cast: The beautiful Yvette Mimieux is in her prime here and perfect for the
title role. I say "title role" because there is actually a dual title role here. It is
the interaction between Yvette Mimieux's character and Monte Markham as
Death that sets up the central dilemma that drives the picture. Myrna Loy and
Melvyn Douglas are fine in supporting roles. Laurindo Almeida's haunting
score creates an atmosphere of romantic suspense even while it facilitates


So why doesn't this production have a better reputation? I suspect it's
because, While the actors fulfill their roles admirably, they do so in a
nuts and bolts manner which lacks drama.


This production of the story is therefore out of step with the prevailing
value in Hollywood: entertainment. For maximum entertainment value,
a picture with greater dramatic impact is preferable. Nevertheless, it is
testimony to the dramatic impact and eternal relevance of this story
that it has been remade several times since with great success,
most notably in "Meet Joe Black." "Death Takes A Holiday" is a
fine, underrated film which I give five stars!


Tobe or not Tobe: I'M DANGEROUS TONIGHT (1990) August 05
, 2010 Looking to penetrate the market beyond game show
programming, the USA Network started looking toward original
movies in 1990. Perhaps influenced by their successful NIGHT
FLIGHT and USA UP ALL NIGHT programs, the product they used
as a springboard in the summer of 1990 were fixed in the horror
/exploitation genre. Titles included Frank Darabont’s feature
debut BURIED ALIVE (May 1990); the killer car feature
WHEELS OF TERROR (July 1990); the ludicrous HITLER’S
DAUGHTER (Sept. 1990); and NIGHTMARE ON THE 13th
FLOOR (Oct. 1990).


Debuted smack dab in the middle of these titles was Tobe Hooper’s return to
feature length television, I’M DANGEROUS TONIGHT (Aug. 1990). The
film opens with an ancient Aztec sacrificial alter being delivered to Dr. Jonas
Wilson (William Berger) at the Tiverton College Museum. It was used for
rituals involving the killing of “20,000 victims at a time” (says the overly
knowledgeable delivery man) and Dr. Wilson quickly opens it to find a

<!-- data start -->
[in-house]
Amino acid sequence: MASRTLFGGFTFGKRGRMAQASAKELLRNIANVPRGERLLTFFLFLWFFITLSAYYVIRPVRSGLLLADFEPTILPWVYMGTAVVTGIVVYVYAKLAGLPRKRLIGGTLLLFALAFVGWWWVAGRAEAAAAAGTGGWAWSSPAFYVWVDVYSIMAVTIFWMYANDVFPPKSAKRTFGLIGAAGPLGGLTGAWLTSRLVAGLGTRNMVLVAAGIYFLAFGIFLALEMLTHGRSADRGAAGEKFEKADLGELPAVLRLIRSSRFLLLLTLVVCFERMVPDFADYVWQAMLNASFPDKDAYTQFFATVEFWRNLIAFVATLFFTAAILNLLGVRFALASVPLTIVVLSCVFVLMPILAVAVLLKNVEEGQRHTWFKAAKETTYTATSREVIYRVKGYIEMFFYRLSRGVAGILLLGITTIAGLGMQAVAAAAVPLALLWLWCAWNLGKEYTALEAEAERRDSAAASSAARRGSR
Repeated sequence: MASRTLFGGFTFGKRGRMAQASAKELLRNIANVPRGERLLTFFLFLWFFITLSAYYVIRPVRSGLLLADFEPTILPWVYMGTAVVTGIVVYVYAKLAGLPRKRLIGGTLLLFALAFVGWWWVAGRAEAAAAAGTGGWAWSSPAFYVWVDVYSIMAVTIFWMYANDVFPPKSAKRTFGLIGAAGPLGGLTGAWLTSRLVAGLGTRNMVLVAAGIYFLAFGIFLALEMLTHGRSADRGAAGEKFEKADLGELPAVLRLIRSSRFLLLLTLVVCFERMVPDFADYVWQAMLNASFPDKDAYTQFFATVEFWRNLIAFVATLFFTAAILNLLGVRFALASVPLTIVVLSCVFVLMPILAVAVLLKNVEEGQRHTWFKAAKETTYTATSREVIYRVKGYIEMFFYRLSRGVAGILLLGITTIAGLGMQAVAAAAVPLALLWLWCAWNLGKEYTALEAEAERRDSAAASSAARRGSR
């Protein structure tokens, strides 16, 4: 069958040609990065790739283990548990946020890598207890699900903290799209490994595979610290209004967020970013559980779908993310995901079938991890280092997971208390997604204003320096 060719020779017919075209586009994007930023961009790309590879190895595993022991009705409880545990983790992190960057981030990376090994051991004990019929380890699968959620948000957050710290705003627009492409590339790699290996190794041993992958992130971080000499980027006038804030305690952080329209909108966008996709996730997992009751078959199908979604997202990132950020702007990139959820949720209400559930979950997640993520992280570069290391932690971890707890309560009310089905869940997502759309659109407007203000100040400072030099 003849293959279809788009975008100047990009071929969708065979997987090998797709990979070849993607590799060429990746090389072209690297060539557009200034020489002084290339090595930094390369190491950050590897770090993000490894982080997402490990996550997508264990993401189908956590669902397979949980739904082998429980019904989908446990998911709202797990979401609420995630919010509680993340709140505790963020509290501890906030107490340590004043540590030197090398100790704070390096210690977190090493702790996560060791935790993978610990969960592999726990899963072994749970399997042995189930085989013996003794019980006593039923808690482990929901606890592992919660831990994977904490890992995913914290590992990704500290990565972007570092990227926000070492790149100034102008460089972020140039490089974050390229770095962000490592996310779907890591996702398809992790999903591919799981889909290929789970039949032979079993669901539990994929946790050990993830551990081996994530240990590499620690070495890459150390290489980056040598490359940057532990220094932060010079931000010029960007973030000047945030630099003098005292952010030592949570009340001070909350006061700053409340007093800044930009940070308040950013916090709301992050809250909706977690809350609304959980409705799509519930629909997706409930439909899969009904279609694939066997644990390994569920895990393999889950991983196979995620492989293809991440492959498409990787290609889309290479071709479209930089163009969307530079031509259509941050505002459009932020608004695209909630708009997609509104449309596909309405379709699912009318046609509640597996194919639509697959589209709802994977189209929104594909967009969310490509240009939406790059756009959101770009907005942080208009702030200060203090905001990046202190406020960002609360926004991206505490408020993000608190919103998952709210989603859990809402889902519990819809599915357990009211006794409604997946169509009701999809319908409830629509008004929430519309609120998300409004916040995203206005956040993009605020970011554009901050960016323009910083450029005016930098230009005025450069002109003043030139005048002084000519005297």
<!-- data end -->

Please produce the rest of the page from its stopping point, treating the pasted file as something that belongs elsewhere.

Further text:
mummified body wrapped in a red cloak inside. He removes the cloak
and immediately goes mad.


You know what this means: the lowly security guard – who is required by
cinema law to be watching a sporting event (boxing this time) – gets killed!
We are then introduced to Amy O’Neil (Mädchen Amick), a parentless
college student who is bit of a pushover. How much so? In the first five
minutes she is on screen we see her agree to read a 1,200 page book for her
study partner Eddie (Corey Parker); agree to find props for a play; agree to
sew her cousin Gloria (Daisy Hall) a dress; agree to take care of her ailing
grandmother (Natalie Schafer); and believe her cheating aunt when she tells
her she is getting no inheritance.


Before you can scream Cinderella, Amy is at an estate sale of Dr. Wilson’s property
and picks out a trunk for the play. Inside she finds the red cloak and, when she touches
it, has flashes of Dr. Wilson killing his wife. Rule #1 when buying fabric: avoid the stuff
that makes you see past murders! Amy quickly sees the effects of the cloak when Eddie
puts it on while rehearsing Romeo & Juliet and becomes a badass fencer. Despite all the
“red” flags, she still opts to turn material into a dress that she wears to the Easter dance,
where she seduces Gloria’s man as this red dress has unleashed her inner whore.


Amy gets home safely after she comes to her senses when the dress came off, but is
confronted by mute grandma who can somehow sense the evil in the material. They
struggle over the dress and Gram dies after her wheelchair takes a flight off the steps.
A bummer for the family but not enough to stop Gloria from asking to borrow the dress
the next day after the funeral (yes, in movies funerals always happen the next day).
Amy says she threw in out, but snooping Gloria finds it hidden in the closet and puts
it on to visit her footballer beau.


Naturally, she becomes a psycho and she strangles him in the shower and cuts off his
penis (off screen). “You’re about to get sacked Mr. Superstar Quarterback,” she says
before doing him in, showing Aztec spirits have no love for the game. Gloria then tries
to run Eddie and Amy off the road in a 4X4, but flips the car and dies in the ensuing fire.
The next day Amy gets two visits from the exposition department. First, Prof. Buchanan
(Anthony Perkins) pops up as she is jogging in the woods and inquires about the purchase
she made.


He then tells her all about the cloak and how it can bring forth the wearer’s deepest nature.
So if you are sexually repressed, you may become “a whore” as Amy so delicately puts it.
Later, Lt. Ackman (R. Lee Ermey) visits her because he is suspicious of the two deaths
happening so close together. He finds Amy’s story of a possessed dress outlandish, but there
are now reports of a woman in a red dress killing drug dealers in the days since her cousin’s
death. Amy investigates further and finds out that assistant coroner Wanda Thatcher (Dee
Wallace-Stone) took the dress, which regenerated after the fire, from her cousin’s body.


And this dress really brings out the worst in Wanda as she craves cocaine, booze, and ice
cream! So Amy must now try to stop Wanda while proving to the police her story is real.